Ella's Lead (picture Heavy)


Honored Member
//"Except...for when the other dog fixates on her, reacts or gives her stinkeye. THAT is the biggest challenge ever; getting her to keep her cool in the face of another dog going off on her. Might never happen...but we try."//

sometimes, our dogs ARE RIGHT.:LOL:
Sometimes our dogs have every right to object to the other dog's behavior.

know what i have sorted out?
when facing other reactive dogs,
THAT is one of my MOST SUCCESSFUL TIMES of all, to prevent a reaction.
i know, go figure.
but, that is when i find calming signals MOST effective.
When i give calming signals to Bud when we are approaching a 'normal' dog,
it's 50-50 if they work.

BUT, when i give doggie calming signals, when we are facing a reactive dog,
then my calming signals must make more sense to Buddy or something, but, that is when they almost never fail me. Apparently, my dog sees my doggie calming signals as being IN proper context then, lol.:ROFLMAO:

also, the video in reply #54 shows 2 dogs reacting, and offers an idea to try.



Honored Member
I will check out the vids tomorrow I am off to bed...(why is there no snoozing icon...we need one!)

On the gentle leader though...see to me, I find those more "dangerous" in certain situations than a prong; although I confess I have never used a gentle leader...and I believe all tools could be dangerous to some degree if used improperly.

But the way Veronica was lunging and pulling full force, like 90 miles an hour straight towards the dog...I was afraid she would snap her neck or get whiplash with a gentle leader. Now since I've never used a gentle leader...I can't say this is true...but I was afraid she could really hurt herself with one, so in my mind...the prong was the gentler, safer option.

At her worst , she would jump, lunge, literally all 4 feel off the ground, hit the end of the leash and with the front ring harness twirl around in mid-air and practically land on top of me. Graceful...:whistle:


Honored Member
Yea Buddy!!! Awesome that he gets the calming signals when most needed!!!

I try, I really do; to use calming signals with Veronica - but I swear she looks at me like "I know you're not a dog. Stop trying to manipulate me". :rolleyes:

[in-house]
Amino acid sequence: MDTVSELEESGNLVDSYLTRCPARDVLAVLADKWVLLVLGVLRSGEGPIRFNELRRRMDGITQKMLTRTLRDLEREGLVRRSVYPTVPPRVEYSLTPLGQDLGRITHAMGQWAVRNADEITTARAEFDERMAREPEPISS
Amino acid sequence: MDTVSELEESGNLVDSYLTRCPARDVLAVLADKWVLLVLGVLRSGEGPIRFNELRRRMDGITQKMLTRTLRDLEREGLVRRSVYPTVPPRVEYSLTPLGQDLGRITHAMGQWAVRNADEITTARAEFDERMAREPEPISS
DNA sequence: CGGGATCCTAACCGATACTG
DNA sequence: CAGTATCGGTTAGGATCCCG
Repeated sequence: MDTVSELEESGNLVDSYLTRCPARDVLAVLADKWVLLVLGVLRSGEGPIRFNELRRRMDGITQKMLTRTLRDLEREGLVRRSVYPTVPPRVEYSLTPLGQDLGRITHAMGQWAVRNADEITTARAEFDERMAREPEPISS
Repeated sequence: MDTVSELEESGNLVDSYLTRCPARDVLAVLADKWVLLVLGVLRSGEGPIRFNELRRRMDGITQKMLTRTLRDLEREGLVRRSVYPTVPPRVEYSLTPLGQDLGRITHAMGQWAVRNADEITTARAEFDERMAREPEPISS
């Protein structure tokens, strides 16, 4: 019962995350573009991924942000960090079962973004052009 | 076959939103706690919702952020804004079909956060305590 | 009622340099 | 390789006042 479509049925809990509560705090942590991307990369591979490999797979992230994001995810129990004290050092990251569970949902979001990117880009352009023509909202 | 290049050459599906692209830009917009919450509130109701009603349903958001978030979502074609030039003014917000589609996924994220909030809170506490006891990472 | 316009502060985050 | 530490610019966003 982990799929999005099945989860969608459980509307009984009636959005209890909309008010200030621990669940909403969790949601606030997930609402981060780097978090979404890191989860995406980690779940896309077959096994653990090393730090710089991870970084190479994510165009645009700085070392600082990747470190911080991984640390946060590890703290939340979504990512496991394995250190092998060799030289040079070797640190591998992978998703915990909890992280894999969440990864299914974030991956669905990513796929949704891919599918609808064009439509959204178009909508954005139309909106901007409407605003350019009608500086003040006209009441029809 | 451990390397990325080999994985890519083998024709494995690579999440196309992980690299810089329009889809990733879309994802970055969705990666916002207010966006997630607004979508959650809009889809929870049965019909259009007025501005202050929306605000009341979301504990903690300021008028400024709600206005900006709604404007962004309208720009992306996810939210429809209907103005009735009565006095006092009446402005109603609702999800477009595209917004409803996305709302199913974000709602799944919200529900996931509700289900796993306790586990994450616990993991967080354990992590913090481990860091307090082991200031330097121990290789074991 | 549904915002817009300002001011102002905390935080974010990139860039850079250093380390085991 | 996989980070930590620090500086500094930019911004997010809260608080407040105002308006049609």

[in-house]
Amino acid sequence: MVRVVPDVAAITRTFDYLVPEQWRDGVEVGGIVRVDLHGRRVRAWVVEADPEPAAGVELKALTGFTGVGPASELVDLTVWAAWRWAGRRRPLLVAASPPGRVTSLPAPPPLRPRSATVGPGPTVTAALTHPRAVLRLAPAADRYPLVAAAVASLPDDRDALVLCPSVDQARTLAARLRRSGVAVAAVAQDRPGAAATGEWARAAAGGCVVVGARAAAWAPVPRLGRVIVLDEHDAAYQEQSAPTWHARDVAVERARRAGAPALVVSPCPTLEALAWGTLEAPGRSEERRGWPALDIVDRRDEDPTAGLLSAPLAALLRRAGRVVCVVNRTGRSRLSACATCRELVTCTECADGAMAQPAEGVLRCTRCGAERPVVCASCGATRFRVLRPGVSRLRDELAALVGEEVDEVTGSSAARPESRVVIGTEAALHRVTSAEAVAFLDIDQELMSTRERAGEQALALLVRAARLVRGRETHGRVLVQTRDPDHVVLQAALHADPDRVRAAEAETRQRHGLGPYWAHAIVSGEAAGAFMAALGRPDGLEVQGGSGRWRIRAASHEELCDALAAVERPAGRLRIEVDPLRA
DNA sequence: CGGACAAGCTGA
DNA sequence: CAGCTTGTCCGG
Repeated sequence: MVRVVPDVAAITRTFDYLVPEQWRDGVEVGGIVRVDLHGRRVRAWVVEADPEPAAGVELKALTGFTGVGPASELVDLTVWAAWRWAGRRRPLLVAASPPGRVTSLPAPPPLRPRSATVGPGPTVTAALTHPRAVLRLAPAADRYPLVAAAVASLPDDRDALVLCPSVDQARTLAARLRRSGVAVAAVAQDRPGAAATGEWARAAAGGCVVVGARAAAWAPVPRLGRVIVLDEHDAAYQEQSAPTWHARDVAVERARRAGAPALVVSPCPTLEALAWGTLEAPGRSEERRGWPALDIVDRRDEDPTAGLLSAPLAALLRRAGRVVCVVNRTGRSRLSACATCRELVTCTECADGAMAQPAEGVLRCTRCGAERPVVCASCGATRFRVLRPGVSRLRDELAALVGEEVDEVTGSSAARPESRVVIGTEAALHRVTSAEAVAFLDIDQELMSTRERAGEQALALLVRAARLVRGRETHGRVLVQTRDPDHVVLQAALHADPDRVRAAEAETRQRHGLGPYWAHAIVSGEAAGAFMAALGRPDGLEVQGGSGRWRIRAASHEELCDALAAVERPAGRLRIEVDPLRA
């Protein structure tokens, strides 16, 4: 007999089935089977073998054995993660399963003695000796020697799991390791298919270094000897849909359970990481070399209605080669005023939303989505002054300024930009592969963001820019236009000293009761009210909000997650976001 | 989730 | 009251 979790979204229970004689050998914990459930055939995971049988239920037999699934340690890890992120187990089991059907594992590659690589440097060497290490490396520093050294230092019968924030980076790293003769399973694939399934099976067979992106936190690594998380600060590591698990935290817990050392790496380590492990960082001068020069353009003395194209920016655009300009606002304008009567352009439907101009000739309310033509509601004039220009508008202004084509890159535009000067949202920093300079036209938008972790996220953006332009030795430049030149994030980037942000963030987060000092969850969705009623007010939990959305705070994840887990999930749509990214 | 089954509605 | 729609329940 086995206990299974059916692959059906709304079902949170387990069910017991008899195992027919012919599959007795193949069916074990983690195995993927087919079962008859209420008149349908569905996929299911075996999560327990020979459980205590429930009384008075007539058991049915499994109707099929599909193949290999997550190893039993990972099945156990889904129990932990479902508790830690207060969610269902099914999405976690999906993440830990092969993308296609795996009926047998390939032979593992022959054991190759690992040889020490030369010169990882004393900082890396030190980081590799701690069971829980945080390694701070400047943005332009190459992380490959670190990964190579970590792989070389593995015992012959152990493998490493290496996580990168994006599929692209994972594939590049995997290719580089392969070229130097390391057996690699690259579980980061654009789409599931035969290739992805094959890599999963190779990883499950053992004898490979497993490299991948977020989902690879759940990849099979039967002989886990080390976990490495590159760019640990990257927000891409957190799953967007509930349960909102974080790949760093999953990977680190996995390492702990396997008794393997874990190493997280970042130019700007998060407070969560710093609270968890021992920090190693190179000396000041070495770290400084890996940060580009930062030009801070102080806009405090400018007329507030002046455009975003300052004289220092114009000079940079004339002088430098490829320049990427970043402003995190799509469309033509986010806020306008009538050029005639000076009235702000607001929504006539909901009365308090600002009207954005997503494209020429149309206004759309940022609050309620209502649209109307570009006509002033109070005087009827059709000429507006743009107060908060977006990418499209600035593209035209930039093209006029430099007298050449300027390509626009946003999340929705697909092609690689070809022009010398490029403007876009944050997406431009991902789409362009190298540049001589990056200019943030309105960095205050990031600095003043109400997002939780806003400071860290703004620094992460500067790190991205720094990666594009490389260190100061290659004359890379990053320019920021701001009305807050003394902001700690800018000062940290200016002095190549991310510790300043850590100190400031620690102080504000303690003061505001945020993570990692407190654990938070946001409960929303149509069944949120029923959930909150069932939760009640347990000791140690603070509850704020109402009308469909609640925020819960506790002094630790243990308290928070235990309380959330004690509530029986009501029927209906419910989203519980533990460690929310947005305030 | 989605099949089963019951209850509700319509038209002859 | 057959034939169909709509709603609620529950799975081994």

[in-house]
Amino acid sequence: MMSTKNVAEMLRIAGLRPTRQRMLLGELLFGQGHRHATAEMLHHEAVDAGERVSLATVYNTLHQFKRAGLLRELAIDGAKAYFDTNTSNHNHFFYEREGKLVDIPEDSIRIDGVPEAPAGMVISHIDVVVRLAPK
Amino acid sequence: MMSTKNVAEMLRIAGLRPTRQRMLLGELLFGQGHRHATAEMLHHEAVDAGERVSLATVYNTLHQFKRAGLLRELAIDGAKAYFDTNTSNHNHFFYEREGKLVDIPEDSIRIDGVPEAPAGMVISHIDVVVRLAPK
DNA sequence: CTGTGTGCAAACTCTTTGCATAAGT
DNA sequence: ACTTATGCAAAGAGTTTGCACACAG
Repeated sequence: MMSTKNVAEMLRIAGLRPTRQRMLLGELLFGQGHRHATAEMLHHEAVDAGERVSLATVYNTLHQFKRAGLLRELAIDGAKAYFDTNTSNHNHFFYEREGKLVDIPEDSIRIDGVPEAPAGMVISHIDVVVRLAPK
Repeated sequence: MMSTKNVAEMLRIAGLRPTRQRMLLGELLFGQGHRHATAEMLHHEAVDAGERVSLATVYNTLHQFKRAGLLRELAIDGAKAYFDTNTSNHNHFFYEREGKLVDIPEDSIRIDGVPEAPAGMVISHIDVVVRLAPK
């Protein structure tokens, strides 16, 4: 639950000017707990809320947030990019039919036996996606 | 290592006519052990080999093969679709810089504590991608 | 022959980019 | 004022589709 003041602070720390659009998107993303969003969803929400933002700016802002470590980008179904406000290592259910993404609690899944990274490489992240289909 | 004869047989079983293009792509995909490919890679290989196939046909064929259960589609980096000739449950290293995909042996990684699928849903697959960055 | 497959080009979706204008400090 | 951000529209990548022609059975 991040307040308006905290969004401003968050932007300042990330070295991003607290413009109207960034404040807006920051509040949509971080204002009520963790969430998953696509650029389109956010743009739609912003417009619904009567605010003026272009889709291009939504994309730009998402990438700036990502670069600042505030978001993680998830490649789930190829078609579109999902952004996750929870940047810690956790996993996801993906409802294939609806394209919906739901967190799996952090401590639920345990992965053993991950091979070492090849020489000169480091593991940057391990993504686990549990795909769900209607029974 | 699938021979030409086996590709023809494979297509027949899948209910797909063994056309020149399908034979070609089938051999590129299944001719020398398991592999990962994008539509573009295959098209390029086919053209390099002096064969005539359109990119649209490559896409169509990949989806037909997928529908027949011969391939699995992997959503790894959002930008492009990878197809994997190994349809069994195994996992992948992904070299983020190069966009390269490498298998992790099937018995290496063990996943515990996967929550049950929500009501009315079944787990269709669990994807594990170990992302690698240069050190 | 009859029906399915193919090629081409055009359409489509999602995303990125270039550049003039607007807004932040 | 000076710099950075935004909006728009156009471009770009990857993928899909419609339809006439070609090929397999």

And when another dog is going off on her....to get her attention, to even register on her radar I would have to grab her face, physically force her to look at me while she thrashed around trying to see past me...and even then...I think I would be like this annoying fly that was buzzing around her face. Doesn't happen often, but when she is really amped up and goes totally overthreshold...

That is when me and my 2 inch leather collar just hauls her off...the only thing you can do at that time is physically remove her. Other than that it's like trying to convince a hyperactive toddler on a sugar high that they should sit calmly and do their alphabet.


Honored Member
The gentle leader is not for some dogs Missy had one and she was fine as long as their wasn't a dog, but when she saw one she would pull I was so scared she was going to hurt herself I unhooked the leash from the GL(while holding her collar) and clipped her leash on her collar after that I used double leash one on the GL one around her neck. I just stoped using it this summer. With a reactive dog I would not trust using a GL without another leash connected to a harness.


Experienced Member
I feel slightly more educated now. I'd never actually seen a prong collar, just their very name was enough to put me off. Wouldn't surprise me if they were illegal in my state of Aus. (Yeah just googled and 99% sure that they are :D)

And love Veronica's new collar! Suits her :p

Oh and Tigerlilly, don't feel bad. Evie only has one collar (which is only ever actually ON her when we're out with her), well technically two, but we had to buy the second one because she outgrew the first so it doesnt really count. That and her harness and about 3 different leads. One for each car and one for my bag.


Honored Member
//I was so scared she was going to hurt herself //

That was my fear when considering options; and neck/spinal damage can be permanently disabling.

I'm not necessarily advocating a prong collar; and I certainly wouldn't put one on a toy Poodle...